As Landsat 5 has aged, while continuously imaging the Earth day after day for 27 years, it has exhibited numerous problems, some predicted and others unforeseen. Landsat 5 has survived many setbacks, forcing flight engineers to switch on back-up components or find workarounds. Lots of fuel, the design and workmanship of the satellite, innovative workarounds and problem-solving, and finally, a bit of luck have all helped Landsat 5 keep working, monitoring the Earth, and providing an unparalleled archive of images for all humankind.
November 17, 2011 – Possible interruptions in Landsat 5 acquisitions.
Landsat 5 has been on orbit for more than 27 years. Over time, the USGS's Flight Operations Team has addressed numerous challenges as the spacecraft has aged.
Due to ongoing issues with the Landsat 5 transmitter, imaging may be interrupted in order to evaluate options for continued operations.
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November 9, 2011 – LDCM Launch Schedule Change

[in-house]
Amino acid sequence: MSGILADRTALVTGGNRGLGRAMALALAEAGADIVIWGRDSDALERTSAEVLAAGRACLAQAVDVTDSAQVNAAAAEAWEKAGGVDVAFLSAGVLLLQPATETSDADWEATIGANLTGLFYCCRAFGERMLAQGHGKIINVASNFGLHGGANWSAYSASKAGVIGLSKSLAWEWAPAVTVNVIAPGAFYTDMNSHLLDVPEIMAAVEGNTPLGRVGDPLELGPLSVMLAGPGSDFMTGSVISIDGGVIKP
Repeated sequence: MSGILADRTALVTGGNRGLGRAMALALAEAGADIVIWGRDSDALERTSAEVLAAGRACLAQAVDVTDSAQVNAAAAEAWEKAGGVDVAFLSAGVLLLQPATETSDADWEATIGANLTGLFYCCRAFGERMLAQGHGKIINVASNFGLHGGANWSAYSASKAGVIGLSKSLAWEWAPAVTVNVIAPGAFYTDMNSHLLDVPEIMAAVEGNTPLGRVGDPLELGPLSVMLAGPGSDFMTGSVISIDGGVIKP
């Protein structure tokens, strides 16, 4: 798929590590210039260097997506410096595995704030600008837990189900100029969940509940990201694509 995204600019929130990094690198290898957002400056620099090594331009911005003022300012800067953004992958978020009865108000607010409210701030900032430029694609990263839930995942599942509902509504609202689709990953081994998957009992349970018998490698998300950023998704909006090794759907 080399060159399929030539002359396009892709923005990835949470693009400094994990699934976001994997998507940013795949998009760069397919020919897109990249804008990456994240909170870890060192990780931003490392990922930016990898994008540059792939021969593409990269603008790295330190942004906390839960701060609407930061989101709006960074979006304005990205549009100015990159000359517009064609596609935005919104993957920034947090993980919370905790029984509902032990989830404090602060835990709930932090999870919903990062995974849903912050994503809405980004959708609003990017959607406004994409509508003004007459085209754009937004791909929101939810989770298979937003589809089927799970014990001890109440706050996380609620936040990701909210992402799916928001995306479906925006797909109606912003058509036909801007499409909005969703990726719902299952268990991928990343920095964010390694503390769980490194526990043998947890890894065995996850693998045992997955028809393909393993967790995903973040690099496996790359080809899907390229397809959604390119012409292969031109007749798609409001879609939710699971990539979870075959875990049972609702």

Due to changes in the launch manifest, the LDCM Launch Readiness Date has been changed from no earlier than December 1, 2012 to no earlier than January 15, 2013.
October 13, 2011 – 40th Anniversary of Landsat Missions approaching
As we look forward to the 40th Anniversary, we take an opportunity to look back at our history. This video tells a bit about the Landsat 5 story.
August 25, 2011 – Critical Milestone Reached for LDCM
The Operational Land Imager (OLI) has been approved by NASA Goddard Space Flight Center for integration onto the LDCM spacecraft. For more information visit http://1.usa.gov/pDJfZS
August 16-18, 2011 – Landsat Science Team Meeting
The Landsat Science Team Meeting was held at USGS EROS Center in Sioux Falls, South Dakota. Current and future mission status reports were presented, and members provided the results of their five years of Landsat Science Team research. Read More...
June 28, 2011 – Landsat 7 was overhead
Landsat 7 was overhead on Saturday, June 25th, as the Souris River in Minot, North Dakota exceeded the 1881 flooding record by over 4 feet. For more information, see the USGS http://www.usgs.gov/newsroom/article.asp?ID=2840